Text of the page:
I see puppies who are indiscriminately dewormed with every dewormer under the sun at varying intervals who are loaded with worms.  Please, just keep good records of the doses, specific dewormer type, weight of the puppy at time of deworming.   You might be contributing to resistance in the parasite species we see. 

I love this part:  “To qualify for a replacement puppy, it must die of PARVO or DISTEMPER within 72 HOURS of purchase.”  That’s just great, you could just say “If you adopted a puppy that has snot pouring out of its nose and it’s eyes glued shut with boogers while it’s coughing up a lung and maybe seizuring, OR if you got one that is lethargic and weak while vomiting and shooting bloody diarrhea everywhere, that subsequently dies, we’ll be happy to replace it (I presume with another puppy that is obviously from the same facility that is obviously incubating said viruses?  How’s that puppy going to be unaffected?  Magic?)  Is this something that happens frequently with these people?  Why is it in the contract?  The incubation period for Parvo and Distemper range from 7 days to two weeks.  So theoretically, the pup can get exposed the week before the owner adopts it, then it breaks with the disease a week later, then might subsequently die.  If that were to happen, well, then I guess you’re s.o.l.  (I guess the owner should have adopted the one with snot pouring out its nose, at least that way they could get a replacement puppy)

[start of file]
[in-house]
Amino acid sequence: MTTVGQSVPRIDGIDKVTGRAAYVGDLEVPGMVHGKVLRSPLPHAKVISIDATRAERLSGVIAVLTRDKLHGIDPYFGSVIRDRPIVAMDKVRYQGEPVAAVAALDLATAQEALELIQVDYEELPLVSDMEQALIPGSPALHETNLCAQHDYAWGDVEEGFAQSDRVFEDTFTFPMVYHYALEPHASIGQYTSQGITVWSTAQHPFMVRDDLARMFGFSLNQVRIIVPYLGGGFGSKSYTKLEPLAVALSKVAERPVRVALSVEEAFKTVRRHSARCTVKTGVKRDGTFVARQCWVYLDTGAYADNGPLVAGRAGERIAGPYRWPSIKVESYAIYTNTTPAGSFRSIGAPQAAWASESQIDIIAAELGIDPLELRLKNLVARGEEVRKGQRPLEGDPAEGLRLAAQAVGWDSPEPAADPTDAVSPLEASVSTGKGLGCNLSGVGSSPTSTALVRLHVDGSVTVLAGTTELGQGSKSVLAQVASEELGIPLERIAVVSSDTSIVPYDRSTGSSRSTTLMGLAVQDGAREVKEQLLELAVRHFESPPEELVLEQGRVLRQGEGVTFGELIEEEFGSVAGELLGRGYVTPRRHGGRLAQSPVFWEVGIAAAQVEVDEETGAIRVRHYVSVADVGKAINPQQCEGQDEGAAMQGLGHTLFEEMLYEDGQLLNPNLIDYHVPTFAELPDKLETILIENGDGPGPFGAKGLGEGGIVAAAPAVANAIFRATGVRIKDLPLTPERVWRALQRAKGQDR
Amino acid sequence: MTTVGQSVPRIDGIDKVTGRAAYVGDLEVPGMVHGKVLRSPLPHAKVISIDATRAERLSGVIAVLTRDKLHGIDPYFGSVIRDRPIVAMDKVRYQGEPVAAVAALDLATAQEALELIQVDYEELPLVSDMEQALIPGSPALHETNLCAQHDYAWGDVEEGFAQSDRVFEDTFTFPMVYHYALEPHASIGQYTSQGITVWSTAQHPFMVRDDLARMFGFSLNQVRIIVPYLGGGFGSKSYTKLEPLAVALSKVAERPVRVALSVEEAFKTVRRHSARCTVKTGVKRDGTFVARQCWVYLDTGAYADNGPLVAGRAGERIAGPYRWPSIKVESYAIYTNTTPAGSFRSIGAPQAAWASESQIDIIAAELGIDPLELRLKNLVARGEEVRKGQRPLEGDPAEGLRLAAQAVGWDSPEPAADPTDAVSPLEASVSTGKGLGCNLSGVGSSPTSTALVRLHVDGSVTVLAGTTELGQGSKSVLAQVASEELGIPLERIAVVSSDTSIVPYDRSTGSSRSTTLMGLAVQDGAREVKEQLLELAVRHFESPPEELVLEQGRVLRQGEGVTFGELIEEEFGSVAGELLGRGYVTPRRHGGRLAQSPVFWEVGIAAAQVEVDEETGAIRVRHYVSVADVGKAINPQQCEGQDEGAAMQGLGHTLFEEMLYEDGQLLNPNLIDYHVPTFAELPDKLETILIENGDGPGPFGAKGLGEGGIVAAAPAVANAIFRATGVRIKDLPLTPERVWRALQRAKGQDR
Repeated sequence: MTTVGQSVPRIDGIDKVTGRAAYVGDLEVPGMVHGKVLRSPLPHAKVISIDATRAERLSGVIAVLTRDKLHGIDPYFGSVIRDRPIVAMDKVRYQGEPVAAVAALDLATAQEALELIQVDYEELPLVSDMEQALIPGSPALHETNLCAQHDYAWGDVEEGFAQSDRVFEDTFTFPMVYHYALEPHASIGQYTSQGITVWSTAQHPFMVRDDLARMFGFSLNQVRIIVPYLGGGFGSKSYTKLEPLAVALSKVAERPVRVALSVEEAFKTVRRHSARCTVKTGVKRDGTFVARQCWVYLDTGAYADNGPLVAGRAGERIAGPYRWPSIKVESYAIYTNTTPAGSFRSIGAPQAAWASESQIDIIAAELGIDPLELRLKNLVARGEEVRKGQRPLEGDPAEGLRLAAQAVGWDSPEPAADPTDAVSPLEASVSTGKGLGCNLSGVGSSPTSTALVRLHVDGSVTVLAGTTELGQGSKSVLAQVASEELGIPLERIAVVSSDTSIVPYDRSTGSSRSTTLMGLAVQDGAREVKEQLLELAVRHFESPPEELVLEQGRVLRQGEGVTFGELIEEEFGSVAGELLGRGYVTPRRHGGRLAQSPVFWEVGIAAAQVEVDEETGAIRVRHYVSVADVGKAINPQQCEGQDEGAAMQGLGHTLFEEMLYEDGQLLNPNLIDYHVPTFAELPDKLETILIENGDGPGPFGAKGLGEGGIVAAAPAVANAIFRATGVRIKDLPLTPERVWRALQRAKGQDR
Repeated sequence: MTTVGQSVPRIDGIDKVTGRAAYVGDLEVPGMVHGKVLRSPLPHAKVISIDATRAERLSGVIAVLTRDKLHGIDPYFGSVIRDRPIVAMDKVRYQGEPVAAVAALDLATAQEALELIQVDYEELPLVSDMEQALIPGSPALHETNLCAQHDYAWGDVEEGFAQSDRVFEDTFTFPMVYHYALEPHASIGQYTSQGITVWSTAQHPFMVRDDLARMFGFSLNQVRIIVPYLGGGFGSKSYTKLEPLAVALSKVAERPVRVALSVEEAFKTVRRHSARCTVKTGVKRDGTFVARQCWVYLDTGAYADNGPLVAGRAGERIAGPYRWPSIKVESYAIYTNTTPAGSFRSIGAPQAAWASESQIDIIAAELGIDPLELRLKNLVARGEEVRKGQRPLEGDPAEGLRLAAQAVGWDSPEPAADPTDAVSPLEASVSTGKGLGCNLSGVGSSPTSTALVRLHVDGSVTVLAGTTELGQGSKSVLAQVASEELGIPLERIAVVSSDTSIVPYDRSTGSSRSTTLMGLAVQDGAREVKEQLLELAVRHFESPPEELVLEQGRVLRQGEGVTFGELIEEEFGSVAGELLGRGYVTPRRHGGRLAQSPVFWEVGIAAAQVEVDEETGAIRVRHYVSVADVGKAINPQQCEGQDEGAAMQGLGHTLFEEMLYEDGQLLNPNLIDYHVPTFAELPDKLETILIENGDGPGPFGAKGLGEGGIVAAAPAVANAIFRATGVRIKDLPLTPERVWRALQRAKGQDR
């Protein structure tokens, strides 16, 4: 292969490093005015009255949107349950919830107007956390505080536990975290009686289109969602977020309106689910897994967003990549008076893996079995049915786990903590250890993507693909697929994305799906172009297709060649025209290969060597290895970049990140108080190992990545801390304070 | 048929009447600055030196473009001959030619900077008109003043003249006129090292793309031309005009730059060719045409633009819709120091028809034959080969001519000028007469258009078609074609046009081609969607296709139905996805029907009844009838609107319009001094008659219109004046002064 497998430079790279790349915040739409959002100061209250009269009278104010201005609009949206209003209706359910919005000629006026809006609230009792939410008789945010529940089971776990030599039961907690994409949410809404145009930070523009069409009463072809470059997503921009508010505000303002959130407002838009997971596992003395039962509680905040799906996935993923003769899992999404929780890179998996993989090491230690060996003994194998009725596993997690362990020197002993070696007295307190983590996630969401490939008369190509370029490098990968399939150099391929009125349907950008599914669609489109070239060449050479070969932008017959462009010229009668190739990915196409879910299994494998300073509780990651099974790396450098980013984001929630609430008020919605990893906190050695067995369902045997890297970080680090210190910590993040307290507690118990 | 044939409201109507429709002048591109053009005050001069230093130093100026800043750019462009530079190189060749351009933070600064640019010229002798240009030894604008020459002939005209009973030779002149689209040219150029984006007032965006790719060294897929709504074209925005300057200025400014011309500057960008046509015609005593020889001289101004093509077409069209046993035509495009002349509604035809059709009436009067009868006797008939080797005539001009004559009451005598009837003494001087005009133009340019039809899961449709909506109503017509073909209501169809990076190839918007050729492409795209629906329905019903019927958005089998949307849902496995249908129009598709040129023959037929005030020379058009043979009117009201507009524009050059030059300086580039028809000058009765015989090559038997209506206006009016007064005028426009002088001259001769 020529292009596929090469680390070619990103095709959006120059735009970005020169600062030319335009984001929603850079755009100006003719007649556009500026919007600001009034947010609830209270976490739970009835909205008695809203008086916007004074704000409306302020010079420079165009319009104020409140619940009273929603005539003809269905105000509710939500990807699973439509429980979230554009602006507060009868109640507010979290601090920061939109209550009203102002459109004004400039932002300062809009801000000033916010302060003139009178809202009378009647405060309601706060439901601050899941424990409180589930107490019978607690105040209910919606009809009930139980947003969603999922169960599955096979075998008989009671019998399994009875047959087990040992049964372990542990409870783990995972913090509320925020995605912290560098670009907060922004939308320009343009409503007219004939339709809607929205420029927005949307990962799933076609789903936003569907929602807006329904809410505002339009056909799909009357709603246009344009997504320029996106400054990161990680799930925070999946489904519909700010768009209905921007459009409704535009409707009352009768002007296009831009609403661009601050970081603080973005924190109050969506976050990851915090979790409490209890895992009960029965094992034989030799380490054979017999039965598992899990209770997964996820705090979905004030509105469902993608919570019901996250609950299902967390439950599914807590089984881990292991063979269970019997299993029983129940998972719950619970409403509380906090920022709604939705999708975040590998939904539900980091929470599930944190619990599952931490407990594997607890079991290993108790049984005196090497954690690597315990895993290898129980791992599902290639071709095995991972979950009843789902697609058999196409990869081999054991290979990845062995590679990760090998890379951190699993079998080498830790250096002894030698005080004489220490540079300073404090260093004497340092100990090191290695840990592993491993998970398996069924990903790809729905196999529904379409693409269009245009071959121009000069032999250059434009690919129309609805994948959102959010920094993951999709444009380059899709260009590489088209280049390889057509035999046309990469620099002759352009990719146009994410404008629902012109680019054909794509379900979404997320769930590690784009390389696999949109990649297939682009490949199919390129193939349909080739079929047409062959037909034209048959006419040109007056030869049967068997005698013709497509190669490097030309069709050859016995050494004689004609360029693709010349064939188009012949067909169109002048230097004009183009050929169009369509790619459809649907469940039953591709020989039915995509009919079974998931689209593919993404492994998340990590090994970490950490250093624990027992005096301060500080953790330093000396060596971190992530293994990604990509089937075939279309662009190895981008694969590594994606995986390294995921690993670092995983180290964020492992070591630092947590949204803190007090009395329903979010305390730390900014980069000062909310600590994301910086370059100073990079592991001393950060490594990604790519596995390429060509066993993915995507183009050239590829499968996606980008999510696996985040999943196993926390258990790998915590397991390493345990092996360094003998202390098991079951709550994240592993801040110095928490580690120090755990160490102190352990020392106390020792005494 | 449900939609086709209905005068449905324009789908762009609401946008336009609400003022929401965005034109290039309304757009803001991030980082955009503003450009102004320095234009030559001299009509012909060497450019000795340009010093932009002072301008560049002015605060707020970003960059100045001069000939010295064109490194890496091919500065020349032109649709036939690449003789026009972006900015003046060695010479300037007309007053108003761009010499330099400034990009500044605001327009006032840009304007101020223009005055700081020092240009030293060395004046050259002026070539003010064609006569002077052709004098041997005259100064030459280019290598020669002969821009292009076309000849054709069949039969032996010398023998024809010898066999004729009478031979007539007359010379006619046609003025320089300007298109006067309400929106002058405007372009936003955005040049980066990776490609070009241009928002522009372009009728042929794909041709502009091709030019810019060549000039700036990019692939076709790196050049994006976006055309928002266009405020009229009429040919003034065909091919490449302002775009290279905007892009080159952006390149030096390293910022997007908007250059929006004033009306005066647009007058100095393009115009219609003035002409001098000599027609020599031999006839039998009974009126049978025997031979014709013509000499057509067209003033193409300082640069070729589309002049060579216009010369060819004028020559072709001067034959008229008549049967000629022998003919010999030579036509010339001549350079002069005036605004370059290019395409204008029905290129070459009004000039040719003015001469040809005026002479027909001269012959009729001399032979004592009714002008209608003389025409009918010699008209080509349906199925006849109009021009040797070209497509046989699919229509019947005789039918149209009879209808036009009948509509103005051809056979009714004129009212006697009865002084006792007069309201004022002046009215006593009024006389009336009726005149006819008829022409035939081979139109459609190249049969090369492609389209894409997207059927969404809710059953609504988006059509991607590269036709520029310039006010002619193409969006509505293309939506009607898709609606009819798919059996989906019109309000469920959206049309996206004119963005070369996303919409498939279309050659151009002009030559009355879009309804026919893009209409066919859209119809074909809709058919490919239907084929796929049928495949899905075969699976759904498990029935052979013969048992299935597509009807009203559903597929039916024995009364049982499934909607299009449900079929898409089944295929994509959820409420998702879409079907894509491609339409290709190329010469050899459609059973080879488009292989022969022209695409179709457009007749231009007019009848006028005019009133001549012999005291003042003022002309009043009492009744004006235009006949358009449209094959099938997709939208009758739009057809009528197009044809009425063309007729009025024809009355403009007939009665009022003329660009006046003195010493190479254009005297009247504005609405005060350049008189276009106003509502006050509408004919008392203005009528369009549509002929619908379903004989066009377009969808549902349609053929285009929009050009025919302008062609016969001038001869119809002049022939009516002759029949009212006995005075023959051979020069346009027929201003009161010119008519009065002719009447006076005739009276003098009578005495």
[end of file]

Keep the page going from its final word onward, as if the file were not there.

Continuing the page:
OK, here is a biggie, this drives me crazy, and breeders:  I’m not out to make enemies here, but you must change this practice, it’s totally immunologically incorrect, wrong, wrong, wrong!  I am totally ok with you vaccinating your own puppies, I understand that it saves you a ton of money.  However, you MUST keep accurate records.  You MUST handle your vaccines carefully: store them at the proper temperature, mix them according to package directions,  give the vaccine immediately after you mix it.  THIS IS THE PART THAT DRIVES ME CRAZY:    DO NOT VACCINATE THESE PUPPIES EVERY TWO WEEKS.   It doesn’t work.  It’s wrong. 

Basic Puppy Vaccination Schedule:  We like to start them somewhere between 6 and 8 weeks of age and booster every 3-4 weeks until they are 16 weeks old. 

Here’s a quick and dirty rundown of what happens when you give a vaccine:  You give the puppy on day one, the pup’s body goes “oh goodness! Here comes a load of viral antigen (pureed virus parts), I must mount an immune response!  So the puppy’s white blood cells get all riled up and start attacking the virus parts.  This process peaks at about the two week mark.